Winery Ownership Legal Disputes in the News

A couple of prominent California wineries have been in the news recently regarding ownership disputes between "winemaker owners" and their partners. The first dispute relates to Pax Wine Cellars in Sonoma where the namesake winemaker, Pax Mahle, has been fired and is locked in a dispute with the majority owner . The second dispute relates to Napa flagship winery, Joseph Phelps, where a former employee (the winemaker) and the estate of the late Tom Shelton who was the CEO (and widely known throughout the industry) are also fighting over the value of minority ownership shares with the majority owners .

While these disputes are no doubt unique and while some disagreements are inevitable, these types of lawsuits do show the value of ownership and succession planning. Wineries are not unique to these issues - many, many businesses (particularly family owned ones) do not pay sufficient attention to succession planning until either a dispute arises or one of the key people leaves or passes away. Does your winery have a succession plan for key personnel? If not, you should contact your legal and financial advisors for assistance in implementing one.



Wine Law in the Globe & Mail

Yesterday's Globe and Mail contained an excellent article by Beppi Crosariol on Canada's arcane inter-provincial barriers for shipping wine . This site was referred to in the article and WineLaw's principal, Mark Hicken, was quoted and two photos were included.

The national coverage on this issue is appreciated. Hopefully and since we are in the middle of a federal election campaign, this will bring the issue to the forefront and there will be some action from the relevant governments and liquor boards to fix this problem.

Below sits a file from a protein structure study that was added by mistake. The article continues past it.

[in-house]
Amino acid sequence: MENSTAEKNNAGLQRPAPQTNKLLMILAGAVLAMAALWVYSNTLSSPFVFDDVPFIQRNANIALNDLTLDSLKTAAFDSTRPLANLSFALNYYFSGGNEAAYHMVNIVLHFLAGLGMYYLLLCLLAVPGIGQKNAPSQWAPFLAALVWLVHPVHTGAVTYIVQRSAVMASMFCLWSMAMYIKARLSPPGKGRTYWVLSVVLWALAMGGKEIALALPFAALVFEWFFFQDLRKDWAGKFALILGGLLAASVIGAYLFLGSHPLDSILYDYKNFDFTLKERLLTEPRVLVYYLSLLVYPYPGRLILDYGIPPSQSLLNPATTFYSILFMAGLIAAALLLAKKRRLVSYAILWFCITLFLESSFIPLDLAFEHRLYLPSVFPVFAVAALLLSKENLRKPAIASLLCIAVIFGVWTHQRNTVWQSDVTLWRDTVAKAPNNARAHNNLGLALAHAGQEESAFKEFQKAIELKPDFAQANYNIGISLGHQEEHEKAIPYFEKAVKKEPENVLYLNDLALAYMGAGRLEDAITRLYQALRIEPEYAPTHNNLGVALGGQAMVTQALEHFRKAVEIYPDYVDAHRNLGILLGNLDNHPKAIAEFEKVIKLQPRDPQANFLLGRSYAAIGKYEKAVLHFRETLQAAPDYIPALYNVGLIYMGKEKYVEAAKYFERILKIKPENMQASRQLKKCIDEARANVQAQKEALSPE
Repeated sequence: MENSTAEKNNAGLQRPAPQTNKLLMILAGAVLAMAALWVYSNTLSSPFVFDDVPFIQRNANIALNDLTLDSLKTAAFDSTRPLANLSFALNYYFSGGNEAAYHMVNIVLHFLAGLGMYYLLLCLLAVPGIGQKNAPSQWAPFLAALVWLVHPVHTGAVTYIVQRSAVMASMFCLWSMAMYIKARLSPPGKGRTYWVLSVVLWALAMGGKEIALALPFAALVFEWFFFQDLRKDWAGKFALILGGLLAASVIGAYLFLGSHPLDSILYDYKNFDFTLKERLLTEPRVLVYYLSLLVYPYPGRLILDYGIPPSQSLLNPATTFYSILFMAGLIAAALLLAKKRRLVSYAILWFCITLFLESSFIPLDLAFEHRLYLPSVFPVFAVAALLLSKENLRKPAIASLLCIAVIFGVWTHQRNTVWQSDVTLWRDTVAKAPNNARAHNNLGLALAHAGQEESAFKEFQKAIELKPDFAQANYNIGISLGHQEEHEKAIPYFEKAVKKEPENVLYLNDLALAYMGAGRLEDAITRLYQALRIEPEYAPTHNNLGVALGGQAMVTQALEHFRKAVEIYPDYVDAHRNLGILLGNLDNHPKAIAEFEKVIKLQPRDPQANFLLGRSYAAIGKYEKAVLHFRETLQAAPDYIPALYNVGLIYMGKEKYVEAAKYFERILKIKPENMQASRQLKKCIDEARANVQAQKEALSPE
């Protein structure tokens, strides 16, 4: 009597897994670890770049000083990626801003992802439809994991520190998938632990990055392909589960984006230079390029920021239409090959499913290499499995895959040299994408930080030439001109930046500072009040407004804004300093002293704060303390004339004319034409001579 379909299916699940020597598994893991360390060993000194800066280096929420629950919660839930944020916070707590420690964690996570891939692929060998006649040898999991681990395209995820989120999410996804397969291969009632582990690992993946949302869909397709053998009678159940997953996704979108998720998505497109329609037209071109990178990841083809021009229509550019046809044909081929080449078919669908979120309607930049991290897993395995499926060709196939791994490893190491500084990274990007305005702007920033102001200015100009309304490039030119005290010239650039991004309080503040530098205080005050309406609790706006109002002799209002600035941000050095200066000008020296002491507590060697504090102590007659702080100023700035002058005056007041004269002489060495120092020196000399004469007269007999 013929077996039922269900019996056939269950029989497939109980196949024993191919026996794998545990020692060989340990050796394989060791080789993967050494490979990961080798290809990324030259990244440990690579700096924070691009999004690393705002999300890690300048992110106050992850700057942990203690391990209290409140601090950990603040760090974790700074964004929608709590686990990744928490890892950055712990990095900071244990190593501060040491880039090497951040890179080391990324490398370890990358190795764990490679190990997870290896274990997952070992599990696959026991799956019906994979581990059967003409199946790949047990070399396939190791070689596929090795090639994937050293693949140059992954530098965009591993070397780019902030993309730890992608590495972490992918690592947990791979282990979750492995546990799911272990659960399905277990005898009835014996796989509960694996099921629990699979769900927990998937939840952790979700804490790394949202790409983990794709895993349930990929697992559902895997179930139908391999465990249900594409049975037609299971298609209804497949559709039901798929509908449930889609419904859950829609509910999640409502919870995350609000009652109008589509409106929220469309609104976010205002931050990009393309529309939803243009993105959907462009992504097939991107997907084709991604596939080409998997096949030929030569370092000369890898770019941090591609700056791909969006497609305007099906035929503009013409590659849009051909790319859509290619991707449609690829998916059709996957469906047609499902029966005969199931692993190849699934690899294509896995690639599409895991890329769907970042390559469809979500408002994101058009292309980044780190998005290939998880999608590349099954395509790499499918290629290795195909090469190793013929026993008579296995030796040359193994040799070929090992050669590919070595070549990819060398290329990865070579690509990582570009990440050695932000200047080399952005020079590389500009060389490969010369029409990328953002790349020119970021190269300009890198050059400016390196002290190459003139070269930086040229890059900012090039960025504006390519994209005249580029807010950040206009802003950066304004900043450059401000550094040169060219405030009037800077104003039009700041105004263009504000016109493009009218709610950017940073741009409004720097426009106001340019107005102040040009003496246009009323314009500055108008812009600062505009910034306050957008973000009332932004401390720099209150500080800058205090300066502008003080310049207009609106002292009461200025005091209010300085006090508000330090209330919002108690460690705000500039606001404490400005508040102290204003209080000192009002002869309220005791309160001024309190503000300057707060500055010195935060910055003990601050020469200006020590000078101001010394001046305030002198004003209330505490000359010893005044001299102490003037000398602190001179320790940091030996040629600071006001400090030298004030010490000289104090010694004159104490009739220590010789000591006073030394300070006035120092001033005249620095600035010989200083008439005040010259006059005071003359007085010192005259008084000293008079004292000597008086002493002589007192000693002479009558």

We are currently working on an updated article on shipping law which has now been posted . Of course, if you have any questions, please do not hesitate to contact us directly .

BC Out of Province Wine Shipping Ends

The LCBO and the Manitoba liquor control board have recently threatened two BC wineries for direct shipping to out of province customers (see Vancouver Sun story ). In addition, they contacted the BC LCLB who is now warning wineries that it is illegal to make such shipments under the Importation of Intoxicating Liquors Act. The legal background to these issues is covered in my earlier article on shipping for the industry .

The impetus for all of this is, of course, lost revenue. Direct shipments to wineries in other provinces bypass the relevant liquor boards and their regime of markups/fees/taxes. However, Manitoba and Ontario do not have a monopoly on this type of behaviour. BC's rules with respect to wine coming into this province are exactly the same (see s.65 of the BC Liquor Control and Licensing Act).

With 2010 on the horizon, isn't it time for Canada's liquor boards to reform this system? A prohibition era system of liquor distribution is simply not appropriate for Canada in the 21st century ... particularly, as we try to encourage and expand an increasingly successful wine industry.

Update (Sept  19/08): Please see my updated article on shipping for more information on this issue . A thorough legal analysis will also be posted shortly. Please contact me directly for additional information.